Speakers – How They Work and What They Do
After the response from the power capacitor article, there have been many requests for an article on speakers and which ones are the best to have as well as how to choose the speakers for your ideal car audio system. 15 inch speaker box So if you want to know the basics behind creating a car audio system so great that it almost feels as if Linkin Park are rocking out in your back seats while Jay Z is sitting next to you telling you about his 99 problems, then you’ll want to give this a read… just my 2 cents…
Speakers (drivers) are a vital part of car audio systems. They take charge of reproducing the sound from electrical to audible. They work by vibrating the air around the speaker when an electrical current is passed through them. This is why it is important to choose the best speakers that your budget will allow. This will give you end impression that you would feel that you were in a live concert hall; with the artist next to you actually singing live!
Types of speaker
There are usually four types of speaker used in car audio set ups. For the low end of the sound spectrum, subwoofers and mid-bass drivers are used; the middle of the sound spectrum is taken care of by the mid-range drivers while the high end is reproduced by tweeters. There are also speakers such as 6×9’s that are able to produce a broader spectrum of sound than a standard midrange driver on its own for example and also the design of the speaker varies depending on the intended use.
Tweeters are used to play the high end of the sound spectrum. Due to the nature of the speaker, either an inline capacitor or a crossover is used to filter the sound out to ensure that only the frequencies that the tweeter is designed to play are sent to the tweeter. The crossover may also aid in reducing damage to the tweeter, as well as increasing efficiency of the speaker. With my car, I chose to install a separate pair of JBL GTO-18T tweeters that are running directly of the head unit. This is purely to aid my pursuit to produce a special sound in the car as opposed to just sound coming directly from the speakers.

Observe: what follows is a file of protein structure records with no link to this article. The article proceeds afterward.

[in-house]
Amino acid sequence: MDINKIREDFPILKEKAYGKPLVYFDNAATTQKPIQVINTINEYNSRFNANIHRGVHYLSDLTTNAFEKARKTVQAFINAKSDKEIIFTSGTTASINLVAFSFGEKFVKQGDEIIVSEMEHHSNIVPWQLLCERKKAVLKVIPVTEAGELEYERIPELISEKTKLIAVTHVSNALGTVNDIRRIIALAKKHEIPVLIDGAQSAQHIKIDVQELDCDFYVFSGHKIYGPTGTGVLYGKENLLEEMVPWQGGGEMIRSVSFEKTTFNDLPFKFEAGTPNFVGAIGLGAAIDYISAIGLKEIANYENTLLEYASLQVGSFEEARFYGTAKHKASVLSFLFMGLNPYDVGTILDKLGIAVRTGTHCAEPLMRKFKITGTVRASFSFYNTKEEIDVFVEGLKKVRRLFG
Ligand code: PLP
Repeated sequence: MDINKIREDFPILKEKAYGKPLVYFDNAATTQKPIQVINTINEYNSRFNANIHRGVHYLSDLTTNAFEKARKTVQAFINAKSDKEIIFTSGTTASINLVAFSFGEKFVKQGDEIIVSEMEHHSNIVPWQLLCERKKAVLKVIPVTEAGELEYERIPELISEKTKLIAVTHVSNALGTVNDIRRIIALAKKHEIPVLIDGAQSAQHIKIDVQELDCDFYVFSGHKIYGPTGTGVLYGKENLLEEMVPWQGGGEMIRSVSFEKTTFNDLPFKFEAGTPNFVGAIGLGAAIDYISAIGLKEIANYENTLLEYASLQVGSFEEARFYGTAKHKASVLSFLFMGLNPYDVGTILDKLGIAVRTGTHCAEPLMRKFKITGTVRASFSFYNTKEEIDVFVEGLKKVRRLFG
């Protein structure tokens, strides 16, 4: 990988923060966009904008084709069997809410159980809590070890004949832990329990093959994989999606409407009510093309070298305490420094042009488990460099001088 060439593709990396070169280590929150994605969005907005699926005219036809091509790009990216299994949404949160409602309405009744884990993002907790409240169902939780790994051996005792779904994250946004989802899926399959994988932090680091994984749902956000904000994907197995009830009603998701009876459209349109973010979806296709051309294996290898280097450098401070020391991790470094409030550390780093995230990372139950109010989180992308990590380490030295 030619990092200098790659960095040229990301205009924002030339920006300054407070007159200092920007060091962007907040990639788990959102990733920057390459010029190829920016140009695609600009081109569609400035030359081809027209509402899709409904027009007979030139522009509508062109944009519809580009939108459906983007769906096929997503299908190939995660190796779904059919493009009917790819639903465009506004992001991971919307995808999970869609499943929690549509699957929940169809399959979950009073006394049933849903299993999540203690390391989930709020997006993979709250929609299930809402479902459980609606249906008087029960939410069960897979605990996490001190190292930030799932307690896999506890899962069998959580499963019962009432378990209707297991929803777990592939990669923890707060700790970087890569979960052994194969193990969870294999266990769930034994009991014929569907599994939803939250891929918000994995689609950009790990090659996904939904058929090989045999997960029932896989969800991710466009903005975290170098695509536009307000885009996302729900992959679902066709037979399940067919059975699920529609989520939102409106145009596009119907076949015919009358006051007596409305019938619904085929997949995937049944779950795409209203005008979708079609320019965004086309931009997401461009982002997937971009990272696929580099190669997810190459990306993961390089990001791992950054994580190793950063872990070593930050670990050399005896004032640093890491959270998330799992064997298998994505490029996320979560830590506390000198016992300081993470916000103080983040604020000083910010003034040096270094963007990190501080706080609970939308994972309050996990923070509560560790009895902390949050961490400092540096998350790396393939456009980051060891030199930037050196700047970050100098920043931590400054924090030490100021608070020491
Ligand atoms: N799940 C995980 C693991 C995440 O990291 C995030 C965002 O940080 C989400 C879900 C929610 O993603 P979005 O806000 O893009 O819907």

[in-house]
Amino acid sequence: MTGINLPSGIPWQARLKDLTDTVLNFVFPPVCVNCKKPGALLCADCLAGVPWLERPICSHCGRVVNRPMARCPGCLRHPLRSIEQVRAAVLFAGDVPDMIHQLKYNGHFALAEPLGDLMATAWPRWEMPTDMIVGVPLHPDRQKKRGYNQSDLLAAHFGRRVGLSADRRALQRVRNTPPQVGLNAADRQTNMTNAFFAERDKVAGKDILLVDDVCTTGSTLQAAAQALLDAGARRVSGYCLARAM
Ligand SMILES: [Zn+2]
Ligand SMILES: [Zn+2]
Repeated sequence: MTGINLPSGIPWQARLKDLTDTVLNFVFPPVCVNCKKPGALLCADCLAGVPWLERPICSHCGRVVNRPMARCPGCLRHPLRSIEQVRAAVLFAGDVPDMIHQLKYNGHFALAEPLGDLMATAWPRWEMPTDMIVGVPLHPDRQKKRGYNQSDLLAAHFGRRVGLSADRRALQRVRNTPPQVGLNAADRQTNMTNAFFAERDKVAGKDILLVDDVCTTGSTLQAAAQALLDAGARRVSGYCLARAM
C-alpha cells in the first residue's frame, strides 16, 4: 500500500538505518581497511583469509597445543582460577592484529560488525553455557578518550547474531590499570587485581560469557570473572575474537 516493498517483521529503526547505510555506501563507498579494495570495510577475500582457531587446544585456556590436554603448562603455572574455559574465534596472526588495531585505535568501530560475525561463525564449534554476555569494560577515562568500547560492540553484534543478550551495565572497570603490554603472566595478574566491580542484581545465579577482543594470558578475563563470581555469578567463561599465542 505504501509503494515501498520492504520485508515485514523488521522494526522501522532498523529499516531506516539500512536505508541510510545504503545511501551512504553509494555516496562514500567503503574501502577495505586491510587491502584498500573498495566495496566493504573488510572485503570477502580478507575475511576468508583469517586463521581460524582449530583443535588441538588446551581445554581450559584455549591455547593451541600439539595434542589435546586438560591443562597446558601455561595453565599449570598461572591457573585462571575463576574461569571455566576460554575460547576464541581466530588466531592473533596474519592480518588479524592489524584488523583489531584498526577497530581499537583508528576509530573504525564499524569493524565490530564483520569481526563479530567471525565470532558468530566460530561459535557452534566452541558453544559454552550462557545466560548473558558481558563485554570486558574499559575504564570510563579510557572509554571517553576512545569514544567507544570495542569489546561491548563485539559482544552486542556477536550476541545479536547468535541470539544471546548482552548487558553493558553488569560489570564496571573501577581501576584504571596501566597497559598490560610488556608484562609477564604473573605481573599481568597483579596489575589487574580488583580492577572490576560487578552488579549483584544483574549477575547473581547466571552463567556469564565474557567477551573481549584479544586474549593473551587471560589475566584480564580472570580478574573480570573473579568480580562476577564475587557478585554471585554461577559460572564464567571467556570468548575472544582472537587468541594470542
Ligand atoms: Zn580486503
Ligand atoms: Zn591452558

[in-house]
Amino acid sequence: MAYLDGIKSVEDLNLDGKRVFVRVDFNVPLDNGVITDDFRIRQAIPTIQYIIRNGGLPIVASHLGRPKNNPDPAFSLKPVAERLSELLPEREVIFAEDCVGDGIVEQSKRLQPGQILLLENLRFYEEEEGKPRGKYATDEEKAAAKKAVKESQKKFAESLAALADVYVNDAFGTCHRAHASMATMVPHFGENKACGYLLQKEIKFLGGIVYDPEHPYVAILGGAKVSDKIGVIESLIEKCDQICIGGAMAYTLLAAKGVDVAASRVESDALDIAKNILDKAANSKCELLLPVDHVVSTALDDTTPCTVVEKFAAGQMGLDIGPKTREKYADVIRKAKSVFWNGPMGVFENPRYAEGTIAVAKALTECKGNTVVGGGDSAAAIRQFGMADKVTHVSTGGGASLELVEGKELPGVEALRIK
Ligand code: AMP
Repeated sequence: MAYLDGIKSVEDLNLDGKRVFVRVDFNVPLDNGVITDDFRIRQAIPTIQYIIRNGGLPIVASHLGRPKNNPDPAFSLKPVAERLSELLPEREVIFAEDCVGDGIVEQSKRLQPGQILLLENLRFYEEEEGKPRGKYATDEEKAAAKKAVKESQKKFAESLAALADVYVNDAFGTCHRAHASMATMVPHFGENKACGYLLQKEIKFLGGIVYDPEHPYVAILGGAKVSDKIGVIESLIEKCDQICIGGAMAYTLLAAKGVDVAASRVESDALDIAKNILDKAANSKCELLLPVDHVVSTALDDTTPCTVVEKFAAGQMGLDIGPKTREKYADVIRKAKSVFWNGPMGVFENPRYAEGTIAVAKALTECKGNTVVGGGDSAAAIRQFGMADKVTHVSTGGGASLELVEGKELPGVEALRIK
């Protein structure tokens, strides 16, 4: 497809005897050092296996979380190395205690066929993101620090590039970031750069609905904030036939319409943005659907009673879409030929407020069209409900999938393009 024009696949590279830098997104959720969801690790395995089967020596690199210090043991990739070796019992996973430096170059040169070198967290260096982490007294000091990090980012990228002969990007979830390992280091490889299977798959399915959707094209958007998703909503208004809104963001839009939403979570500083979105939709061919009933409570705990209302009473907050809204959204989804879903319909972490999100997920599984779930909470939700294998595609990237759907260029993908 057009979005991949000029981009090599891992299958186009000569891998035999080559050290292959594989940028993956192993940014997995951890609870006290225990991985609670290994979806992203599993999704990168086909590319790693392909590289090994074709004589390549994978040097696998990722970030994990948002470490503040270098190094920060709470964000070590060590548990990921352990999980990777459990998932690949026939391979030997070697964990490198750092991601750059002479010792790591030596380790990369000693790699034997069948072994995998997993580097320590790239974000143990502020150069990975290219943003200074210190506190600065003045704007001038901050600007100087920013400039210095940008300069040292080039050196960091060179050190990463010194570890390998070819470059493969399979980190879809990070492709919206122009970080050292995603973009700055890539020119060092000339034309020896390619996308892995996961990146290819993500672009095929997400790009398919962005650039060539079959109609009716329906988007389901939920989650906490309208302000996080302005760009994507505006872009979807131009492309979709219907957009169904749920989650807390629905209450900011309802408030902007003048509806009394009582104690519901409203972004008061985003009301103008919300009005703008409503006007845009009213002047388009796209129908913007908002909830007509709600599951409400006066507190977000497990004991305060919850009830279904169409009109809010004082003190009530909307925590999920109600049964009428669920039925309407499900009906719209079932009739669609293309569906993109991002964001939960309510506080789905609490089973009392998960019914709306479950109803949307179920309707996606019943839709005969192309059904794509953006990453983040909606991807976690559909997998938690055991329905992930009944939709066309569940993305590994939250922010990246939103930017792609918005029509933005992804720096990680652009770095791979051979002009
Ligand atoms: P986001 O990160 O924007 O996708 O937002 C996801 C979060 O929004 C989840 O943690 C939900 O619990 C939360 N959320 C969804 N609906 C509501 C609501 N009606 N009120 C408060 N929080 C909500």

The midrange is a vital part of a car audio system. It is in theory possible to run a car audio system solely of midrange speakers however for someone wishing to recreate sound at a high level, it is unheard of. The midrange speakers come in a variety of sizes to fit the different door panels. Unlike subwoofers for example, midrange speakers are able to run directly off the head unit however it is common to see that if the head unit is turned too high, then distortion can be heard (clipping). This is why many people choose to add an amplifier to amplify the signal sent to the midrange speakers so that at high volumes, a cleaner signal is being sent to the speakers. Again some will choose to use a crossover system to limit certain frequencies to be reproduced by the midrange speaker. There are two types of midrange speaker, component and coaxial. The difference between component and coaxial is design. With a pair of component speakers, the tweeter is separate to the main driver whereas with a coaxial speaker, the design is of an all-in-one nature. The difference is in the type of sound produced. As coaxial speakers are all in one, the sound comes from one location, however with component speakers, the tweeter is separate thus it is able to achieve a more spatial sound. Due to the benefits offered with a set of component speakers, in my car, I have chosen to use one pair of JBL component speakers to act as the ‘front speakers’ as well as a pair of JBL coaxial speakers as ‘rear speakers’ even though they both have been installed in the door. The reason for this is that my car, out of the factory only has 2 speakers, one in each door. This left me with the problem of how I was going to achieve a spatial sound. To go about this, ideally I needed to have another pair of speakers acting as the ‘rear’ speakers. This is why I had chosen to use a set of coaxial speakers for the rear speakers and a set of component speakers for the ‘front’ speakers. The idea of this would be to achieve a surround sound from the system while inside the car, and given the conditions I had to work with, I’m pretty happy with the turnout of the overall system.